A long iron condor, which is considered a breakout strategy, involves four legs and four different strike prices established in a 1/1/1/1 ratio. Unlike traditional condors which can be created using either calls or puts, iron condors are created using both calls and puts at the same time.
A long iron condor is a breakout strategy that has a limited loss potential if the underlying security stays more stable than expected. An iron condor is considered "long" if there is a net cash outlay required to initiate it:
- Sell one put with the lowest strike price
- Buy one put with a higher strike price
- Buy one call with a higher strike price
- Sell one call with the highest strike price
Figure 1 – Basics of a long iron condor spread
Source: Schwab Center for Financial Research.
The options chosen for a long iron condor should all have the same expiration date and the strike range between the first and second leg should be the same as the strike range between the third and fourth leg. Like many option strategies, the maximum gain, maximum loss, and breakeven points can all be calculated at the time of order entry.
How to calculate price levels for a Long Iron Condor
Assuming stock XYZ is trading at 219.60, the following formulas will allow you to calculate the maximum gain, maximum loss, and upper and lower breakeven prices on any long iron condor trade.
Example of a 10-point long iron condor spread:
Sell 10 XYZ Dec 210 puts @ 5.40
Buy 10 XYZ Dec 220 puts @ 10.25
Buy 10 XYZ Dec 230 calls @ 5.70
Sell 10 XYZ Dec 240 calls @ 2.92
DR (Debit) = 7.63 (+5.40 – 10.25 – 5.70 + 2.92)
MG (Maximum Gain) = 2.37 (second strike - first strike - ML x number of spreads) or $2,370 (Occurs beyond the outside strike prices)
ML (Maximum Loss) = 7.63 (Debit paid x number of spreads) or $7,630 (Occurs between the second and third strike prices)
Upper BE (Breakeven) = 237.63 (third strike + ML)
Lower BE (Breakeven) = 212.37 (second strike - ML)
Or, you can simply allow StreetSmart Edge to do the calculating as shown below.
Figure 2 – Calculating maximum gain, maximum loss and breakeven for a long iron condor trade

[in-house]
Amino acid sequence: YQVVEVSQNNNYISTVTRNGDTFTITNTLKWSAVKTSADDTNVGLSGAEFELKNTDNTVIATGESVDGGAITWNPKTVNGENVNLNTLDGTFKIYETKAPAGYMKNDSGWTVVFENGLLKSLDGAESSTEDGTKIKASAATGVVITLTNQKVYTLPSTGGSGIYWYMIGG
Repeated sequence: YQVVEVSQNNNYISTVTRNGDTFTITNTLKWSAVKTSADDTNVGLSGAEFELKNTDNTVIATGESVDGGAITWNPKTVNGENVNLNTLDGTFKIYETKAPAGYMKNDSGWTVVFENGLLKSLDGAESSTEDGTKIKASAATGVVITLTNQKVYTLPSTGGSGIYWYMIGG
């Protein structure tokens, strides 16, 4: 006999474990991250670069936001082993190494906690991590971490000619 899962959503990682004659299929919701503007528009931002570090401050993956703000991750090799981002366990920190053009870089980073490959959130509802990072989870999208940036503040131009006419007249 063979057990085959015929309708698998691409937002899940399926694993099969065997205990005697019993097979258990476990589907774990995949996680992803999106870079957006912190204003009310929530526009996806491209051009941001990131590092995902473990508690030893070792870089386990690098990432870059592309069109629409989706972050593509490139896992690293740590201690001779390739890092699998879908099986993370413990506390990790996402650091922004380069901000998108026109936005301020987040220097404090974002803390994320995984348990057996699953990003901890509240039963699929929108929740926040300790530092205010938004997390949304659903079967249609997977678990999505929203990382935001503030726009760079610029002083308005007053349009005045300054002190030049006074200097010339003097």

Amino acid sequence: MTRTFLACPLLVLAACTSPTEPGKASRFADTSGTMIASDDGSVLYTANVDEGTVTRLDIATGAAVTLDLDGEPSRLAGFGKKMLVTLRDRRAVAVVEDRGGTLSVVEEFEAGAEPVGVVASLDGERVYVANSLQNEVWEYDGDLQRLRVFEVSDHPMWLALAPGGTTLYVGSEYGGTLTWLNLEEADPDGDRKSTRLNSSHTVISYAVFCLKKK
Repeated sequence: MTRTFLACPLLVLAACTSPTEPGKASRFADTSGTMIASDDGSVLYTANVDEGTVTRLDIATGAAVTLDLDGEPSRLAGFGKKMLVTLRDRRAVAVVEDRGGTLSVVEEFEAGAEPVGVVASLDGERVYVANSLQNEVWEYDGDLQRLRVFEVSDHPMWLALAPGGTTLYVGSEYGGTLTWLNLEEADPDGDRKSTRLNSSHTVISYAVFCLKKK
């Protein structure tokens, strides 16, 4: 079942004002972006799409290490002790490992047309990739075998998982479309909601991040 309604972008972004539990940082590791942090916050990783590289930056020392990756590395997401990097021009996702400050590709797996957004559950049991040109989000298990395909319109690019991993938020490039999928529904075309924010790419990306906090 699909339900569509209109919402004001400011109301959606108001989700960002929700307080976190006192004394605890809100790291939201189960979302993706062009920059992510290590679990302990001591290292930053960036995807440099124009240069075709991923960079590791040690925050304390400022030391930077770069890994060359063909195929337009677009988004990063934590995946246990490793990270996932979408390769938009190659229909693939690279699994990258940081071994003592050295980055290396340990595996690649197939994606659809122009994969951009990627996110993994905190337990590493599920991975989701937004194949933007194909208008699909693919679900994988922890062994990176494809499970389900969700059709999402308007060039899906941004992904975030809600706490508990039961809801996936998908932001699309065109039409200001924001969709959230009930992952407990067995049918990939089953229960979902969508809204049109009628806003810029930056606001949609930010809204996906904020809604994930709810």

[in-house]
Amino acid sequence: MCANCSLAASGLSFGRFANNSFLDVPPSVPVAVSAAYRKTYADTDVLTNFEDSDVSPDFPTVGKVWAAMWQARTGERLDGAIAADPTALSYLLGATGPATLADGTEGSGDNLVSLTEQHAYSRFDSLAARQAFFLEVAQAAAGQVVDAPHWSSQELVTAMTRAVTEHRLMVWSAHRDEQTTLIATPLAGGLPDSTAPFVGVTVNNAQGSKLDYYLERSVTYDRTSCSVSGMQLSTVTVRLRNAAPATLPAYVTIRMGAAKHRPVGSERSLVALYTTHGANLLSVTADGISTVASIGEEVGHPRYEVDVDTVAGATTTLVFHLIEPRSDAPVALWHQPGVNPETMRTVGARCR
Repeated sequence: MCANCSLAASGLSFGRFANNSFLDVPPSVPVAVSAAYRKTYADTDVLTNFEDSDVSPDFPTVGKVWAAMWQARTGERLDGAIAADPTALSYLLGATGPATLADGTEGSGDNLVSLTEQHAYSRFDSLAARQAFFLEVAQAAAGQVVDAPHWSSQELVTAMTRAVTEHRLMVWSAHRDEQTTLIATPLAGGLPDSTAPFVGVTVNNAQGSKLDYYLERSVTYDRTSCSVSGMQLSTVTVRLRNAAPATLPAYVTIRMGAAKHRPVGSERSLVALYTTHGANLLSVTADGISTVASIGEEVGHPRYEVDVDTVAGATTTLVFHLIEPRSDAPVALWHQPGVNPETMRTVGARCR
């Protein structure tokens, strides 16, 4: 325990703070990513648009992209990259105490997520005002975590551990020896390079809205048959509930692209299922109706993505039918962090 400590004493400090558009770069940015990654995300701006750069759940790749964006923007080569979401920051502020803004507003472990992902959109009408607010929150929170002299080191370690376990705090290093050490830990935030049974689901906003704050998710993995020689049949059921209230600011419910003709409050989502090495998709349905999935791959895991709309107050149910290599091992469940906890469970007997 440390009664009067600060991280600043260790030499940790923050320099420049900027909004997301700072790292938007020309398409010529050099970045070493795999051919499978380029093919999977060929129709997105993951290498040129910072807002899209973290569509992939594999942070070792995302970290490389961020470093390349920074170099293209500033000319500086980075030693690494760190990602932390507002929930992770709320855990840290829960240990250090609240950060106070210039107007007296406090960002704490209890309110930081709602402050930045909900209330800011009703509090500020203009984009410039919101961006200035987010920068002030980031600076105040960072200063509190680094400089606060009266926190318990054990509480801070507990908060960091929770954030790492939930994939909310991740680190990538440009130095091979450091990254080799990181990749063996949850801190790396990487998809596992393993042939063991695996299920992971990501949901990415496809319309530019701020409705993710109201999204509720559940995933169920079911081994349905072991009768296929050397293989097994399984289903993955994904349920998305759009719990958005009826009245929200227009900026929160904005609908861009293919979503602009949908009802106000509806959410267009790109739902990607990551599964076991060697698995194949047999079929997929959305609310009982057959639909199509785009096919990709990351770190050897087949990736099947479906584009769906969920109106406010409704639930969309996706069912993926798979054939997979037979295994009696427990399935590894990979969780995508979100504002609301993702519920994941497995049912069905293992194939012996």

Source: StreetSmart Edge®
Once you know these important values, consider drawing them on an actual price chart to help you visualize the trade. You’ll probably want to include the outside strike prices of 210 and 240 (max gain levels) and the upper and lower breakeven levels of 212.37 and 237.63. A convenient way to do this is to use the support and resistance lines, which are typically used for technical analysis, to illustrate the breakeven and max loss levels. Use the resistance line tool (red line) for the inner breakeven lines, and the support line tool (green line) for the outer max gain levels as illustrated below:
Figure 3 – Breakeven thresholds
Source: StreetSmart Edge®
The snapshot of the chart above was taken on January 13, 2015 with the February long iron condor having about 39 days until expiration. If XYZ is between 212.37 and 237.63 at the February option expiration, this trade will be unprofitable. The maximum loss will be reached if XYZ is between 220 and 230 at expiration. This trade will be profitable if XYZ closes above 237.63 at expiration, with the maximum profit of $2,370 occurring at any price above 240. Likewise, the trade will also be profitable if XYZ closes below 212.37 at expiration, with the maximum profit of $2,370 also occurring at any price below 210.
As you can see, a long iron condor spread requires a fairly substantial move to be profitable, whereas the maximum loss occurs anywhere between the two middle strike prices, 220 to 230 in this example. In this example, XYZ has to move up more than 18.03 points (237.63 – 219.60), or down more than 7.23 points (219.60 – 212.37) to end up profitable.
Keep in mind
A long iron condor is often used as a substitute for a traditional short condor, except that a long iron condor is initially established for a net debit while the short condor is initially established for a net credit.
The risk and reward profiles, and profit and loss zones of the two strategies are very similar, so the decision of which to use often comes down to which might have a very slight pricing advantage, or whether you prefer to pay a debit (with no margin requirement) or receive a net credit (with a margin requirement equal to the maximum loss).
A long iron condor is a breakout strategy—appropriate when you expect the underlying security to experience a sharp move higher or lower, but you are uncertain which direction. This four-legged strategy, created using both calls and puts, has four different strike prices and is established with the same contract quantity for each leg. A long iron condor has a limited loss potential if the underlying security stays more stable than expected and you saw how you might select strike prices for long iron condor spreads.